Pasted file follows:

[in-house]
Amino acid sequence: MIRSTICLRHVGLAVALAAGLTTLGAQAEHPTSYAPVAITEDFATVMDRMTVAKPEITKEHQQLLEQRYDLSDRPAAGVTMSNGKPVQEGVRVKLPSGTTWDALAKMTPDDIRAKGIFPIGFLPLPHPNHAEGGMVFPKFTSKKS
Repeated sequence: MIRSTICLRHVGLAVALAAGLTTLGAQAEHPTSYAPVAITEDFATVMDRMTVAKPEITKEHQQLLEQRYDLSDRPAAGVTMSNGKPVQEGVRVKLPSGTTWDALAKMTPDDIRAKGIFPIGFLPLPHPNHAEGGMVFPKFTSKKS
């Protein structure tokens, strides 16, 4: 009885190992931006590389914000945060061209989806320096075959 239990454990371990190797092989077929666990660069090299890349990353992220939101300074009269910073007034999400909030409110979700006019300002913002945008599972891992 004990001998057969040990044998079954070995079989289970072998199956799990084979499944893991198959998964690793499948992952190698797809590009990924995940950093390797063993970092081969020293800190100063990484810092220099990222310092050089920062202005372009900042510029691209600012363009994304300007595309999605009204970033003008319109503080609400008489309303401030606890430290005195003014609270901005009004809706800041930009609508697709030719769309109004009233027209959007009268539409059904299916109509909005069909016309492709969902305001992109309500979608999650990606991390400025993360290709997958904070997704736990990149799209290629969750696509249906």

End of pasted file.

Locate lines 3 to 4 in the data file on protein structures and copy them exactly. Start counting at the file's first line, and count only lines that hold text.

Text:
Repeated sequence: MIRSTICLRHVGLAVALAAGLTTLGAQAEHPTSYAPVAITEDFATVMDRMTVAKPEITKEHQQLLEQRYDLSDRPAAGVTMSNGKPVQEGVRVKLPSGTTWDALAKMTPDDIRAKGIFPIGFLPLPHPNHAEGGMVFPKFTSKKS
């Protein structure tokens, strides 16, 4: 009885190992931006590389914000945060061209989806320096075959 239990454990371990190797092989077929666990660069090299890349990353992220939101300074009269910073007034999400909030409110979700006019300002913002945008599972891992 004990001998057969040990044998079954070995079989289970072998199956799990084979499944893991198959998964690793499948992952190698797809590009990924995940950093390797063993970092081969020293800190100063990484810092220099990222310092050089920062202005372009900042510029691209600012363009994304300007595309999605009204970033003008319109503080609400008489309303401030606890430290005195003014609270901005009004809706800041930009609508697709030719769309109004009233027209959007009268539409059904299916109509909005069909016309492709969902305001992109309500979608999650990606991390400025993360290709997958904070997704736990990149799209290629969750696509249906």